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Re: Slow name-resolution of very large target list
From: Brandon Enright <bmenrigh () ucsd edu>
Date: Fri, 23 May 2008 02:24:03 +0000

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Hi Doug,

I went ahead and decided to give Nuff a try.  Very impressive so far.
It's a little to aggressive against when I give it a list of more than
about 200 names but I'm happy to chunk my input.

While testing, I found an input list that causes Nuff to error out with:
Error: set-input-port: needs 1 argument(s)

I can't figure out what about the list is causing this problem.  When I
delete just a few random hosts out of the list it passes.  When I scan
just the first 200 or last 200 it passes.  I can reproduce the problem
but I can't figure out what variables cause it to pass or fail when I
adjust the input list.  I'm including the list so that you can take a
look.

Brandon


On Thu, 22 May 2008 18:37:24 -0700
doug () hcsw org wrote:

Hi Brandon,

On Thu, May 22, 2008 at 02:13:49PM -0700 or thereabouts, Fyodor wrote:
On Thu, May 22, 2008 at 07:16:31AM +0000, Brandon Enright wrote:
I've tried the scan from another network that has access to many
very fast local DNS servers and have specified them with
--dns-servers but that didn't seem to make any noticeable
difference.

Fyodor beat me to it--I was about to say almost the exact same thing.
The nmap DNS system is for reverse DNS only and other types of DNS
were never in the specs when nmap_dns was created. Like Fyodor says,
when you do need to do this, it is usually easiest to use a separate
program. I think the adns library has an example that does exactly
this. (?)

SHAMELESS PLUG: Nuff has a program that will do this for you, but
how well it can scale to millions of resolution, I don't know:

http://www.hcsw.org/nuff/code.html#section.auto.4.2.3

$ printf 'a.com\nb.com\n' | nuff resolve -stdin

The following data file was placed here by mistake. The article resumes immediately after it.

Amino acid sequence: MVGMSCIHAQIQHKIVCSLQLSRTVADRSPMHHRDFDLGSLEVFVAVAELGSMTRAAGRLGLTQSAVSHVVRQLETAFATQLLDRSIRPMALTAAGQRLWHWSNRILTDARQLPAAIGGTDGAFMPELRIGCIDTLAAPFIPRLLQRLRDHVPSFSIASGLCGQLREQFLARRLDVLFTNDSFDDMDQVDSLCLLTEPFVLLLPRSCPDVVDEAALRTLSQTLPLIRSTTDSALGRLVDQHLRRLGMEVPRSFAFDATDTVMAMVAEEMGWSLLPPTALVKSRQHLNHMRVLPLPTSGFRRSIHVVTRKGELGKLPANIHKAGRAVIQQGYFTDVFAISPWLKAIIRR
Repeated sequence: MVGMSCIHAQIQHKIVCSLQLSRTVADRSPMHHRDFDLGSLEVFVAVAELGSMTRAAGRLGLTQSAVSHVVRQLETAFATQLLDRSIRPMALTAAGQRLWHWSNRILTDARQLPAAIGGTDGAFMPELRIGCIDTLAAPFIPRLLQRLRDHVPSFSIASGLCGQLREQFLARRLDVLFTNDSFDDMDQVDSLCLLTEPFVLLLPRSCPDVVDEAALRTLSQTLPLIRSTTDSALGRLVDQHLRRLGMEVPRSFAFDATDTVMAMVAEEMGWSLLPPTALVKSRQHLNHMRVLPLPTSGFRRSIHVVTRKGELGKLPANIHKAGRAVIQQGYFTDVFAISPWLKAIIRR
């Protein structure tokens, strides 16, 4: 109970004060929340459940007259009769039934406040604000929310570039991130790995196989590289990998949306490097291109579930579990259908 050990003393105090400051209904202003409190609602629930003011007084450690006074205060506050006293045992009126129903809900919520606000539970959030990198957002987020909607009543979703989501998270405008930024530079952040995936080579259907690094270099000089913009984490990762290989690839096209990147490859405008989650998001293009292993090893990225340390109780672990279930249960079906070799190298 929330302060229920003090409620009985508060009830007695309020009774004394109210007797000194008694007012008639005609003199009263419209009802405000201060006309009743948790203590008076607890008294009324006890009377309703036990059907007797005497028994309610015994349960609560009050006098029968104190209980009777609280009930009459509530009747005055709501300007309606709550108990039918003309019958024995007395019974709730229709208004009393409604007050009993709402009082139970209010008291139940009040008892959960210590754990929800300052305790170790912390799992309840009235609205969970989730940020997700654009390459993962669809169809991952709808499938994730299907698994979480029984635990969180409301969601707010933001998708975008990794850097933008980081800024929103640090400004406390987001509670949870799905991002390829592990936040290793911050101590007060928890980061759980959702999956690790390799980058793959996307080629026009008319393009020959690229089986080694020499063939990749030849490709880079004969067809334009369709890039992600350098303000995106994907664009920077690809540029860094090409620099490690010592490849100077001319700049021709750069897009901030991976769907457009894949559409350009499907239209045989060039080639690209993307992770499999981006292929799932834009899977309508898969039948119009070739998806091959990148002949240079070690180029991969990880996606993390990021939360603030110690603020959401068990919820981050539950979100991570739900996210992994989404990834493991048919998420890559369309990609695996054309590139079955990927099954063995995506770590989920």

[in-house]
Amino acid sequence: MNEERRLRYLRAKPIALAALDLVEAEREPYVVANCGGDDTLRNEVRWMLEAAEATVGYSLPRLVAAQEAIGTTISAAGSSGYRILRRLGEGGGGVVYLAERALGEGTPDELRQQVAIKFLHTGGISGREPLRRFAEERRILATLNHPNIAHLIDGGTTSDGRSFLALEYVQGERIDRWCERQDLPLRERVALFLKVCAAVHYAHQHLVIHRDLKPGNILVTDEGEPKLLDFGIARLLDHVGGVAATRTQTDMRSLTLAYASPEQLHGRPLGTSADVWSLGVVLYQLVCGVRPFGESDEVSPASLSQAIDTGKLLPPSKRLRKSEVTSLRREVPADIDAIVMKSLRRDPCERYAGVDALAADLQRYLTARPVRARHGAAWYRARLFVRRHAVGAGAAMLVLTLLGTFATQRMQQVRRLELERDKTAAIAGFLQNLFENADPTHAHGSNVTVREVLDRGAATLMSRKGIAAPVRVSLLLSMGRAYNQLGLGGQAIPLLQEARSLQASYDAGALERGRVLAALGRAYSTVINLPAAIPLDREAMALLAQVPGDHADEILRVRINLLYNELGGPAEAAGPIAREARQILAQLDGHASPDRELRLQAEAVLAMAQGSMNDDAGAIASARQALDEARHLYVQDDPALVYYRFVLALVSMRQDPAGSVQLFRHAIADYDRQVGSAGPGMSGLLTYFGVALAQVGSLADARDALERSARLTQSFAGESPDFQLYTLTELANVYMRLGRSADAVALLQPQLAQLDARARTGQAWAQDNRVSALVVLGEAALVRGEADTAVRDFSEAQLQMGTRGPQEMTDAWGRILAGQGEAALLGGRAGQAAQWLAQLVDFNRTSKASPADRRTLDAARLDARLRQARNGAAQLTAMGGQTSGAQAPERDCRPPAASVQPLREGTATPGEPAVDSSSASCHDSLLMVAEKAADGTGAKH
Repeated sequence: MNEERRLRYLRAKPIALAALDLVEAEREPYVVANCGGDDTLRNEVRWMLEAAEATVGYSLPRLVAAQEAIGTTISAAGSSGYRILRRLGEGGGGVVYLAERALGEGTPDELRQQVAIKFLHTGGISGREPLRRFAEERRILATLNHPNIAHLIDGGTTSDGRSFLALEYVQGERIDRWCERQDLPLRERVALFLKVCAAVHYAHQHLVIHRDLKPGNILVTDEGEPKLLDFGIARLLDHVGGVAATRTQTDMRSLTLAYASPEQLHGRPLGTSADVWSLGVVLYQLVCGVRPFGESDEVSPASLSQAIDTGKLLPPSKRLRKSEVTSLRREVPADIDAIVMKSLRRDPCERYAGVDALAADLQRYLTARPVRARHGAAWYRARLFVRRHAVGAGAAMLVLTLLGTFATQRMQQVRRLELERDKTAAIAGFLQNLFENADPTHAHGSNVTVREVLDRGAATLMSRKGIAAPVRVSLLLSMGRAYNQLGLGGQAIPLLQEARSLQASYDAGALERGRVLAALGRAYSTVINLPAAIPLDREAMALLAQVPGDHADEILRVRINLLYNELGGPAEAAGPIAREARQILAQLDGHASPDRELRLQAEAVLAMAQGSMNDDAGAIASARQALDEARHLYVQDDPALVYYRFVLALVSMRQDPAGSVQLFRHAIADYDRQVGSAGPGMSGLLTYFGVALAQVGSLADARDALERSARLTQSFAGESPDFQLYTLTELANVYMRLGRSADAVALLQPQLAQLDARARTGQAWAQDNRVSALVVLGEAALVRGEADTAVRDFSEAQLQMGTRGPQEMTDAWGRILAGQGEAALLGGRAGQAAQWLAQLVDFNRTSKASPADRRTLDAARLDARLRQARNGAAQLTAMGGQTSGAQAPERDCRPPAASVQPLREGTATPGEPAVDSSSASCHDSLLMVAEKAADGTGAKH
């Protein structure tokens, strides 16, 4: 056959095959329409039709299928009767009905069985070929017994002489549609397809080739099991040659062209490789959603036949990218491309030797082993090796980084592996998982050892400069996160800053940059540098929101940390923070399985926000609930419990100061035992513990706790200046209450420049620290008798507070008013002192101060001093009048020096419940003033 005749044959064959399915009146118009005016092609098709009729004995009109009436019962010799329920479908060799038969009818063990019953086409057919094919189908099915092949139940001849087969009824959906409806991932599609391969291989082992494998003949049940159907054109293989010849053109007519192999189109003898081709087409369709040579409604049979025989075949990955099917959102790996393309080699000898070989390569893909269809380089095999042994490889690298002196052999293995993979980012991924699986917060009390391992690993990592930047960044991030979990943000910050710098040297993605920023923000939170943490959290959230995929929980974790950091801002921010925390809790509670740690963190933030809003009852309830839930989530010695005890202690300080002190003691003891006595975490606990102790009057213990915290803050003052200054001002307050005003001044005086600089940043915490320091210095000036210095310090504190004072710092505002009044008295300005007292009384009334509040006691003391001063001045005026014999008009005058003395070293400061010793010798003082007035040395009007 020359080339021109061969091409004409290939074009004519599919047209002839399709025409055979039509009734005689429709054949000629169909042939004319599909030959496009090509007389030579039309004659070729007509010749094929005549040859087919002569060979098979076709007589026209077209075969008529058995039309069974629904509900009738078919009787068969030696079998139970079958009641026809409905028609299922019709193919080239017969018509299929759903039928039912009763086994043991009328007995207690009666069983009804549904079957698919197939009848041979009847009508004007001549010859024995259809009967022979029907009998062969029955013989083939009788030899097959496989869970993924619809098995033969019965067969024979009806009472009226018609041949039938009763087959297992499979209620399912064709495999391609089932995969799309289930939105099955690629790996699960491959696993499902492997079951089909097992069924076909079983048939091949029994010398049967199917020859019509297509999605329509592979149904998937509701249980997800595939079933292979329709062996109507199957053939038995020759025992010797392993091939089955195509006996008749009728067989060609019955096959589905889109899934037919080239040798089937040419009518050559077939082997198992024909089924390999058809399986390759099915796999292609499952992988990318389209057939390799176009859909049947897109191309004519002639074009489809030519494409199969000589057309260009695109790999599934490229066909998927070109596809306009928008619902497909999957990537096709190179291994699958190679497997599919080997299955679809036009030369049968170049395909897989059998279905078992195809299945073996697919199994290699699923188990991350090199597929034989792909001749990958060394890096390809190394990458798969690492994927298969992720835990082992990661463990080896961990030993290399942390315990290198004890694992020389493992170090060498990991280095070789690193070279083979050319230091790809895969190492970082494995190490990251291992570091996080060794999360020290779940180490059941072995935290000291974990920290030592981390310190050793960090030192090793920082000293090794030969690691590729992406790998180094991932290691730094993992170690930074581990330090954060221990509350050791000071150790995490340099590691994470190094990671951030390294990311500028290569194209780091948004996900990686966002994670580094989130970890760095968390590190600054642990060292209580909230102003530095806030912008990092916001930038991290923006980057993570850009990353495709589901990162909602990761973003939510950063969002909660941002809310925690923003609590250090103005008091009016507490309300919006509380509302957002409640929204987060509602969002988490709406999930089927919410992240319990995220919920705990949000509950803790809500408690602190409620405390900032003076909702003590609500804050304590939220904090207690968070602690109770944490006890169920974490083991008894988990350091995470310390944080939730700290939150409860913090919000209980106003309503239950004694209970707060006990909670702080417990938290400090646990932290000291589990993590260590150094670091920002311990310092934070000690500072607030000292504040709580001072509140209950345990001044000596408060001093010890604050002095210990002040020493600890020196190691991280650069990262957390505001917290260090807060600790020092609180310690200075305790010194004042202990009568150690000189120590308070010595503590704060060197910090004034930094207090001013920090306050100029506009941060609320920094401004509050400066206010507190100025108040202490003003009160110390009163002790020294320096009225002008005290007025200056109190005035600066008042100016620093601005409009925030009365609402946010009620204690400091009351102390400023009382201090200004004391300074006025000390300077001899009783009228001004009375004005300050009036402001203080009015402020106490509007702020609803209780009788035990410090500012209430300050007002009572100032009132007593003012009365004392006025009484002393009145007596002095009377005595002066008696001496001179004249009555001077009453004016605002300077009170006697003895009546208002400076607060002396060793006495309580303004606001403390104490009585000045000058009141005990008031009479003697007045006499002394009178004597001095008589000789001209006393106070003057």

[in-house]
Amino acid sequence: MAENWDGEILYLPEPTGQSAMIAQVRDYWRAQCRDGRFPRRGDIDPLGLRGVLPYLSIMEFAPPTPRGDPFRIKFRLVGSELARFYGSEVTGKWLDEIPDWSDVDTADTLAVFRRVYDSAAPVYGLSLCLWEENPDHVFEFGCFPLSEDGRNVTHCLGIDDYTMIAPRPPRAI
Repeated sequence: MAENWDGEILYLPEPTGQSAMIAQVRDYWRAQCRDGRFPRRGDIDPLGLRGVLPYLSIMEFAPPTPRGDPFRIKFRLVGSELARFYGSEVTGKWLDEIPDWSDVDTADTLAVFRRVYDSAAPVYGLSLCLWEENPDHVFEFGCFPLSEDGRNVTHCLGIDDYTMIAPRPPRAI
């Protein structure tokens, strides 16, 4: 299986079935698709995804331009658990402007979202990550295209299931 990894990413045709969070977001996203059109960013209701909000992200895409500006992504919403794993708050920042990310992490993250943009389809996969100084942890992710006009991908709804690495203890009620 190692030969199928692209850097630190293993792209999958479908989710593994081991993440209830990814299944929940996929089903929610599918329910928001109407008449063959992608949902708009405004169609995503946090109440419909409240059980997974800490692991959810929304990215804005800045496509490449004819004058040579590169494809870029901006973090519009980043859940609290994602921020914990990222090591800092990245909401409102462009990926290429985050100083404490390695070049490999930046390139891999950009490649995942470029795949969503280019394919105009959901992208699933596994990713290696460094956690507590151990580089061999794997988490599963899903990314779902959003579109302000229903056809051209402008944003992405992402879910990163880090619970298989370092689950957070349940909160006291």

Alternatively, there is a pattern I frequently use for doing things
in parallel. I call it fork/wait:

#!/usr/bin/perl
# fork/wait skeleton by frax (patent pending)

$parallelism = 10;

while(<>) {
  chomp;
  if (fork() == 0) {
    system("host -t A $_");
    exit;
  }
  $children++;
  if ($children >= $parallelism) {
    wait();
    $children--;
  }
}

while ($children > 0) {
  wait();
  $children--;
}


The above will do up to 10 resolutions in parallel. Use it like this:

cat domains.txt | perl pwnyresolv0r.pl > output.txt

The output should be like the following. It will require a little
post-processing and the results WILL NOT be in the same order as your
input file.

hcsw.org has address 65.98.116.106
slashdot.org has address 66.35.250.150
google.com has address 64.233.187.99
google.com has address 72.14.207.99
google.com has address 64.233.167.99

Note for doing millions of resolutions this may not be efficient
enough because every resolution spawns 3 (!) processes: Another perl
instance, the shell created by system(3), and an instance of host(1).
For short lived tasks like DNS resolution the process overhead might
be too much. However, fork/wait is a great way to parallelise many
types of IO bound programs.

Hope this helps,

Doug

PS. Be careful about locking your output stream. I think the above
code is OK because they will all be atomic writes, but if you're not
careful you can get things like:

hcsw.org hslashdot.org has address 66.35.250.150
as address 65.98.116.106
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iEYEARECAAYFAkg2KsoACgkQqaGPzAsl94JUFwCfX9myYrbgVOGpEHGddb0drJMf
5v0AoMFYU/3D2SrDJZ7tlizcMmTHTmlb
=tOzS
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Attachment: crashlist.txt
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